4 Tips for Hiring Your Next Contractor

10/8/14 9:39:03 AM HomeAdvisor.com Generic Photography All Models Released full rights. All Images © Todd Rosenberg Photography 2014

Hiring someone to work inside your house can be intimidating and overwhelming. This person will likely have access to you, your family and your belongings, so you need to make sure you’re opening your home to a contractor with a spotless reputation.

How do you know who you can trust? Of course you’d like to think that anyone you hire will work ethically, responsibly, and with your best interests at heart. However, we’ve all heard about remodeling scams, disasters and mistakes where an unlicensed or amateur contractor leaves the homeowner dealing with unfinished projects or dangerous living conditions.

To minimize your fears and potential risk, do your research by reading online reviews, calling references and checking with a building inspector or other industry expert. You can find a directory of professional contractors and browse reviews on HomeAdvisor.com. Your local Better Business Bureau can also give you a good idea of a contractor’s reputation.

When narrowing down your list of potential contractors, keep these four points in mind:

  • Value: Keep in mind that you usually get what you pay for. Get several different quotes and be wary of any outliers. If a project is underbid by thousands of dollars, it’s safe to assume that corners will be cut. An honest professional will work with you to establish an estimate and negotiate a fair contract and payment schedule.
  • Focus: When reading reviews and talking to others, ask if the contractor was respectful and courteous. This will help you identify someone that will put you first by working with your family’s personal needs and timeline. A contractor that is primarily focused on making a profit and finishing as quickly as possible might have little regard for your schedule.
  • Livability: Make sure your contractor has a plan for dealing with the No. 1 threat to livable remodeling – dirt and dust. Indoor air quality during a remodel is a serious issue. Even though remodeling dust can damage your short- and long-term health, some contractors will literally brush it under the rug. To protect you and your family from annoying and potentially dangerous air particles, select an experienced contractor that uses the most effective tools and processes for dust elimination, such as the BuildClean Dust Control System.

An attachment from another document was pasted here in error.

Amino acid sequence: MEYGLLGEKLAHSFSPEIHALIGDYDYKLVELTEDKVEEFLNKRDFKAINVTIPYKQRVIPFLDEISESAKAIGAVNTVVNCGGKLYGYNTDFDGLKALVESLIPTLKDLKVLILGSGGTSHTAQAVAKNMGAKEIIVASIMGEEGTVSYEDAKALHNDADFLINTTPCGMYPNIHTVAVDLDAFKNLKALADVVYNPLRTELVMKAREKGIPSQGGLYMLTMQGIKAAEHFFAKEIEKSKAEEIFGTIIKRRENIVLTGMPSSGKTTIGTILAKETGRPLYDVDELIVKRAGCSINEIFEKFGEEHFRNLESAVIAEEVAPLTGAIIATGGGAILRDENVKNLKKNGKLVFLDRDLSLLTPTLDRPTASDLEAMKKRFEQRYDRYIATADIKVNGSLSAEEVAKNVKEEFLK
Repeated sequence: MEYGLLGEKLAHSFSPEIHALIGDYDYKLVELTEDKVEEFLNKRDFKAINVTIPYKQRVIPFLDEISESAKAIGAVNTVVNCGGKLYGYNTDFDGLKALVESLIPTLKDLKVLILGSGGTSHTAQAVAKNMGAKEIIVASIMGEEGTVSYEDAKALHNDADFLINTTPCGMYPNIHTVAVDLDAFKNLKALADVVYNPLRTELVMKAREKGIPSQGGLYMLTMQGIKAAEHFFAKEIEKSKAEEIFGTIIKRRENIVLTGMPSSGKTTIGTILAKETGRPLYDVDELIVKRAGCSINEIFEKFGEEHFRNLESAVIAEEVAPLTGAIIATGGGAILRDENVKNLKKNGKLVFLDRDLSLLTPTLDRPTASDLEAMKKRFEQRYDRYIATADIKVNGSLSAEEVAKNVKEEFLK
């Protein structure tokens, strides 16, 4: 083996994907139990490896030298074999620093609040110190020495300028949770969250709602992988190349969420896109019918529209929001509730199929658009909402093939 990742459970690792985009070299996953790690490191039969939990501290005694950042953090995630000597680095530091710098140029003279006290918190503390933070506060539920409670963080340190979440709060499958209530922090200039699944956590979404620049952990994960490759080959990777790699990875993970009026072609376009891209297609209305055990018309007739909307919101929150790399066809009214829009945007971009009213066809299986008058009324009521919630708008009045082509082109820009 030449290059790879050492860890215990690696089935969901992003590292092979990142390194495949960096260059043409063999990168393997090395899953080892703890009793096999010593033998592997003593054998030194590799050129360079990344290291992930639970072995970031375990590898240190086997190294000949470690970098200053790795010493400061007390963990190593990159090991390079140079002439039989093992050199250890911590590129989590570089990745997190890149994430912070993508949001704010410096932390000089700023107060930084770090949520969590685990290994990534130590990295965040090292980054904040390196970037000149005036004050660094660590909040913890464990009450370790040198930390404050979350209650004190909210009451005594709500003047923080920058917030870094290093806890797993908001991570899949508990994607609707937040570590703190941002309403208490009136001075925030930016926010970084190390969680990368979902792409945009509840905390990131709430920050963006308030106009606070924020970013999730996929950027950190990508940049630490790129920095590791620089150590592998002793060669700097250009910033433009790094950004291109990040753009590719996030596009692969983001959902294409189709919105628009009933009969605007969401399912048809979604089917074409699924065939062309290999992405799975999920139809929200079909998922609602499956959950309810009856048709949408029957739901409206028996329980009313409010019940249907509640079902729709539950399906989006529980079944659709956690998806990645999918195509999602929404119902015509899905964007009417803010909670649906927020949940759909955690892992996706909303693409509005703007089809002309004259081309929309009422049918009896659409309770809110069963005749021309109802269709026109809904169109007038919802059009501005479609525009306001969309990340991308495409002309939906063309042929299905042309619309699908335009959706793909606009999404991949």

• Safety: Ask your contractor to obtain all necessary permits to help protect you against unsafe work and legal issues. Projects done without proper permits leave you liable for any improper work, mistakes and in a potentially dangerous situation. Make sure your contractor has a license, appropriate certifications and business insurance.

Inviting a contractor into your home doesn’t have to be scary. In fact, it should be a safe and comfortable experience for you and your family. Do your research, ask questions and create a plan that includes timeline, logistics, livability, safety and a payment schedule. Set guidelines and communicate openly, so that both you and your contractor can work and live comfortably in your home.

For more information on selecting a professional contractor, visit: livableremodeling.com.

Author Bio: Brian Paich, Business Development Manager for BuildClean Dust Control System,
A Division of Illinois Tool Works
 | Brian has extensive experience in the home remodeling market through working alongside his grandfather, a carpenter in Chicago, and through his work at ITW, a Fortune 200 company, and other businesses. At ITW, he leads the team that developed the new BuildClean Dust Control System, a groundbreaking invention that has transformed the way contractors manage remodeling dust in residential projects. Brian has worked directly with contractors and homeowners across the country for several years, learning what is most important to both audiences. He has an MBA in Finance from University of Chicago. Brian is very active in the remodeling industry and its many associations.